Set in 1960s France, Audrey Diwan's powerful film explores the plight of a promising young university student who becomes unwillingly pregnant and tries to do something about it, despite abortion being illegal

Film Review by Anahit Behrooz | 09 Mar 2022
  • Happening
Film title: Happening
Director: Audrey Diwan
Starring: Anamaria Vartolomei, Kacey Mottet Klein, Luàna Bajrami, Louise Orry-Diquéro, Pio Marmaï, Sandrine Bonnaire
Release date: 22 Apr
Certificate: 15

Three weeks, then seven, then twelve: in Audrey Diwan’s Happening, time is a pitiless and unrelenting thing. Its ticking clock marks the days since Annie (a remarkable Anamaria Vartolomei) had her last period, begged a doctor for help, armed herself with a knitting needle and lighter. The year is 1963 and in France abortion is illegal, but for Annie – a star pupil set on university – going without is unthinkable.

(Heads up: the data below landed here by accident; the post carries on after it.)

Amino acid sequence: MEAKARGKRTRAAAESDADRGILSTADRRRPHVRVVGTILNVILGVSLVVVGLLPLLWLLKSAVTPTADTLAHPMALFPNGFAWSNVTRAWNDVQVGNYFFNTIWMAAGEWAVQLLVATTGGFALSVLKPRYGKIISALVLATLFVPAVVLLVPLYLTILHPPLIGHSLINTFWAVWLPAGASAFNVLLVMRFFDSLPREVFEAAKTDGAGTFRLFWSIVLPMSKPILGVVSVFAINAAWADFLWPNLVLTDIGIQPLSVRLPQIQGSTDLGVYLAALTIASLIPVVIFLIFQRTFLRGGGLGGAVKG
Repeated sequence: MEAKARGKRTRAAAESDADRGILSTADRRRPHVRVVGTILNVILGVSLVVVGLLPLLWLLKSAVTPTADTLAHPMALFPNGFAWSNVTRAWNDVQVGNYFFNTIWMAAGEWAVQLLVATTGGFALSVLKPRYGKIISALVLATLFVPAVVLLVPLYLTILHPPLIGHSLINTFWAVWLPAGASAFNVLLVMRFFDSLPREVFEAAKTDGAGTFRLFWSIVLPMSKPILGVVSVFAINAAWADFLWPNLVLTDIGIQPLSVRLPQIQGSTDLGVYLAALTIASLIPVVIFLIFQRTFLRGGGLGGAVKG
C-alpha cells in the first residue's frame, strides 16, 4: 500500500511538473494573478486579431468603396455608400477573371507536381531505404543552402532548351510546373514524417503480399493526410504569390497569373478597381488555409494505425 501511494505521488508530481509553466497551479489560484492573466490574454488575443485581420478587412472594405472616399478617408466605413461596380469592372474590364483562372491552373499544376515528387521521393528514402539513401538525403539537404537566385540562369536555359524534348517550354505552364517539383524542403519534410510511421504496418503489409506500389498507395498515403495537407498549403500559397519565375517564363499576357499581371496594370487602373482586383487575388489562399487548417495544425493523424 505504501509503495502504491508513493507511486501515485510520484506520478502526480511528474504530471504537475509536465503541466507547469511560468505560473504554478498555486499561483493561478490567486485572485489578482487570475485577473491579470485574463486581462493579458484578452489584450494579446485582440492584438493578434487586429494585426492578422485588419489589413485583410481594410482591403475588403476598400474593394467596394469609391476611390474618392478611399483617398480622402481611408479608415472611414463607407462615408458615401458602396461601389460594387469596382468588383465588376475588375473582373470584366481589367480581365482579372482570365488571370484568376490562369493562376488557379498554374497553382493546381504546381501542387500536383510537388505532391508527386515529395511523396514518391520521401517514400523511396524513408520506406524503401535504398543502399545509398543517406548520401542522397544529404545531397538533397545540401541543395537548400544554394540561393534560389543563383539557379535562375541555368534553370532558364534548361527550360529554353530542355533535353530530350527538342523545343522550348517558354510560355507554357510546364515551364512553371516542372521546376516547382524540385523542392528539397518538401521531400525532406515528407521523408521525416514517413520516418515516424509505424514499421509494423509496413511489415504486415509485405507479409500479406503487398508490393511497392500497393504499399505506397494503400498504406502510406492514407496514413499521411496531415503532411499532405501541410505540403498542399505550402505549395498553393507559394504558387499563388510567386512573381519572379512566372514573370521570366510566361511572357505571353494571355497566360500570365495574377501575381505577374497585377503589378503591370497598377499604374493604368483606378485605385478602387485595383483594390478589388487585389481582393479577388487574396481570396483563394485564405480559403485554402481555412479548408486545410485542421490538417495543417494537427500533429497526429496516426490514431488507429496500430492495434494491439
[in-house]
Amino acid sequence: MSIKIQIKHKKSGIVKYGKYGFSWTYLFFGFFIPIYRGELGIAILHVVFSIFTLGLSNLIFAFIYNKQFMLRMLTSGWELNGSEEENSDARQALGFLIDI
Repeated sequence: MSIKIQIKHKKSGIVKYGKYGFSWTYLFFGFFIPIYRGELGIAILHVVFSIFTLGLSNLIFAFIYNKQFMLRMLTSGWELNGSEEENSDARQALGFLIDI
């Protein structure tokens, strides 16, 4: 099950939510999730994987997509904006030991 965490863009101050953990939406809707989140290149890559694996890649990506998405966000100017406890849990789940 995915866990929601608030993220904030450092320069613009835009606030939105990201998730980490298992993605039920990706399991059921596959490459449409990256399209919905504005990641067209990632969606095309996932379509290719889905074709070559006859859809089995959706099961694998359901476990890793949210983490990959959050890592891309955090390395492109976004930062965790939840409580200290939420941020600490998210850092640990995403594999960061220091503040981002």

There is barely a shot where Vartolomei is not in frame, and her performance – taut and sinuous and forceful – grounds Happening in the intimate trauma of patriarchal control. Yet Diwan’s film is less a character study, visceral and personal though it is, than a portrait of a universal predicament. In fields, dorms and bars, Annie’s schoolmates whisper about men and coyly mimic sex positions, their desires a girlish fantasy until the reality of bodies and an indifferent state come crashing down; the softly suffused pastel of school life is suddenly bloodied and sweat-stained.

Diwan’s camera is tight on tense young faces, crumpled underwear and splattered sheets, the film's boxy aspect ratio near-suffocating as she soberly charts the imposed bodily risk of female desire, the impossibility of lust when so much punishment might ensue. “Agere, ago, agis, agit,” chorus Annie’s friends during Latin revision, oblivious of her plight. Yet when “agere” – to act – might mean prison, death or condemned domesticity, Happening is a harrowing reminder that such agency can never be taken for granted.

Happening screened at Glasgow Film Festival and is released in the UK 22 April by Picturehouse